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More property in the works for Freeland sewer project
The Freeland Water & Sewer District is close to acquiring another piece of property for its future sewer system.
Water district commission chairman Rocky Knickerbocker said Saturday that the district has agreed on a price for 10 acres to be used for a future sewage treatment plant.
The parcel is the same one earmarked for that purpose in the district’s comprehensive plan, he said.
The owner has agreed to sell the property, off Bush Point Road between Highway 525 and Mutiny Bay Road, for $275,000, Knickerbocker said. Money for the purchase will come from a grant from the state Department of Ecology.
On Dec. 30, the district closed on an 80-acre piece of property formerly owned by the Trillium Corporation and, more recently, by Dogwood Whidbey Development, an Arlington company that had hoped to build a planned residential development called the Estates at Whidbey.
The company defaulted on its loans for the land, however, and the property was purchased by Shoreline Bank at auction.
The sale price for the Freeland district is $560,000, which will be drawn from $2.5 million in Island County sales-tax revenues set aside last month for the Freeland sewer project as part of a rural development program.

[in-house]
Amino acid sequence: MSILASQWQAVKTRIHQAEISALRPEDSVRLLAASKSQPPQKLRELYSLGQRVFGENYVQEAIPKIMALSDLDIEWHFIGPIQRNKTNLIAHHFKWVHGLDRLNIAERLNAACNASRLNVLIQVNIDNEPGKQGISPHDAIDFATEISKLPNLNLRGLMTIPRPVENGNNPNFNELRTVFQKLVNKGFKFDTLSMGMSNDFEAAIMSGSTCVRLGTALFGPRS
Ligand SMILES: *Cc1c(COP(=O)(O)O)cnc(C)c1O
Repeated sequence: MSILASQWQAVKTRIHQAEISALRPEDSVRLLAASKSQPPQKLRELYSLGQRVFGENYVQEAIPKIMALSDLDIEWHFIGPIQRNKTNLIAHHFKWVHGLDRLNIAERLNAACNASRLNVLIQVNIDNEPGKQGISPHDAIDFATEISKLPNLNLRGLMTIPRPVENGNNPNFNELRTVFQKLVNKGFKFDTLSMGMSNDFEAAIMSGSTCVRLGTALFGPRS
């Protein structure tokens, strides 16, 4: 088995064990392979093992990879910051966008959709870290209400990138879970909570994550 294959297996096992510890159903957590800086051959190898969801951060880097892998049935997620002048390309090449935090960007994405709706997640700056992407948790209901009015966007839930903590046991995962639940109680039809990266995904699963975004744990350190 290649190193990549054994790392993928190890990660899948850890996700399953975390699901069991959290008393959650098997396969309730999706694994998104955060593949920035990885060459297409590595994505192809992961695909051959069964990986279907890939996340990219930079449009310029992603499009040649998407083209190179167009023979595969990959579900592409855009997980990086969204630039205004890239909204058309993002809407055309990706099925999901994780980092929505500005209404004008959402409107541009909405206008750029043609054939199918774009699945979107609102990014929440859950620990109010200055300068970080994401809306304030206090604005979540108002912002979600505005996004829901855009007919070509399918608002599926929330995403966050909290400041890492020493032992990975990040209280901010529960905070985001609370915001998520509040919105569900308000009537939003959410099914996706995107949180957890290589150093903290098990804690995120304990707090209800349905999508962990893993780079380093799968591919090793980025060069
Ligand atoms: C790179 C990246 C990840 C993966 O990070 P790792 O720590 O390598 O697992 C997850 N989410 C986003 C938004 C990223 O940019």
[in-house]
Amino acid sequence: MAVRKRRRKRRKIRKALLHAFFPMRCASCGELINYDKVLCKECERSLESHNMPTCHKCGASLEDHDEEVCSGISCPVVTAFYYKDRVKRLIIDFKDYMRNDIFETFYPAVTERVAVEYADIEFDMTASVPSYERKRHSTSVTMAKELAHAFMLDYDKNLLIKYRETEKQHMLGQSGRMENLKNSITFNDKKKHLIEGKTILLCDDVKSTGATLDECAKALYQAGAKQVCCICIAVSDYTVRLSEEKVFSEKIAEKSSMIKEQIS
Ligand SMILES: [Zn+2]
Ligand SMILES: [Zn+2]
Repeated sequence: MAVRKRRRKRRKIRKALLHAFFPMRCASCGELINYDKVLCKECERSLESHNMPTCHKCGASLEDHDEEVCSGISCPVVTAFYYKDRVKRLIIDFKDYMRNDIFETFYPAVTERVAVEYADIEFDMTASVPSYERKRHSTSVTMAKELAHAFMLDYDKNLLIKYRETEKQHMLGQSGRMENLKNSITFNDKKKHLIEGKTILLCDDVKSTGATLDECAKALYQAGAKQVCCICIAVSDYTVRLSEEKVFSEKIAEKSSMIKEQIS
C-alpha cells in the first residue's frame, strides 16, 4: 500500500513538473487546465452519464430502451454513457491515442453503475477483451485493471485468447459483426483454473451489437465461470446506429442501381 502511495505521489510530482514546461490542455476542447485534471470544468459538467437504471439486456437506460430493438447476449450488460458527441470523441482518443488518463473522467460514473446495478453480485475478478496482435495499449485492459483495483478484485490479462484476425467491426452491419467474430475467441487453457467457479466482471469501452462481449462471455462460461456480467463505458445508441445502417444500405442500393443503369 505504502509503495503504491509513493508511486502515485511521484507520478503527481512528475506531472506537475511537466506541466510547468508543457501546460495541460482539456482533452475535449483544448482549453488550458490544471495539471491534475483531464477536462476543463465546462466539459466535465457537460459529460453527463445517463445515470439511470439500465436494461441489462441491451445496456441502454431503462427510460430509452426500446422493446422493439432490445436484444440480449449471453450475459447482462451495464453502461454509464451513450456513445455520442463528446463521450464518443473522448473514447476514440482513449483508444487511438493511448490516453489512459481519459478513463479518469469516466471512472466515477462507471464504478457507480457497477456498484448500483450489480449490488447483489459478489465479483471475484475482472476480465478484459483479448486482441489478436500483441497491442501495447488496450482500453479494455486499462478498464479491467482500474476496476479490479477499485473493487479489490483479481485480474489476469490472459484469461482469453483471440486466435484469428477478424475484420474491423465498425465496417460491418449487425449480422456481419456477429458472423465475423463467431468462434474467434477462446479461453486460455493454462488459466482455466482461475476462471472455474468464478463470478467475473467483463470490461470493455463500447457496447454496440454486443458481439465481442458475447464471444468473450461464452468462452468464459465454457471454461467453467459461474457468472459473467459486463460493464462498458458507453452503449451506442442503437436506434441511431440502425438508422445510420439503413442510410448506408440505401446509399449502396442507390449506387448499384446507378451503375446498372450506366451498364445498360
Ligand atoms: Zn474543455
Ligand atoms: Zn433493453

The property would be used for an outfall for the sewer system.
Knickerbocker said the next step is to conduct design studies to get the project shovel-ready and prepared to go out for bids once more funds are available.
Sewer system supporters hope to acquire a $30 million grant for the project from the U.S. Department of Agriculture.
The water district has worked for years to create a sewer system that would serve Freeland’s commercial core, the center of economic activity on the South End.
The $38 million project has been stalled over the years, however, by extensive planning, legal wrangling and a quest for funding.
The project is envisioned in multiple phases. The first would be the commercial core, for an estimated $17 million.
Gary Hess, district engineer, said Monday that construction on the project could begin within two years, once funding is set.
Hess said the Bush Road treatment plant would be installed in a building about the size of a large house. He said the water reclamation facility would have no outdoor ponds, and would be designed to be odor-free.
“We’re plugging along, trying to get this thing going,” Hess said. “Nothing has been smooth on this project so far.”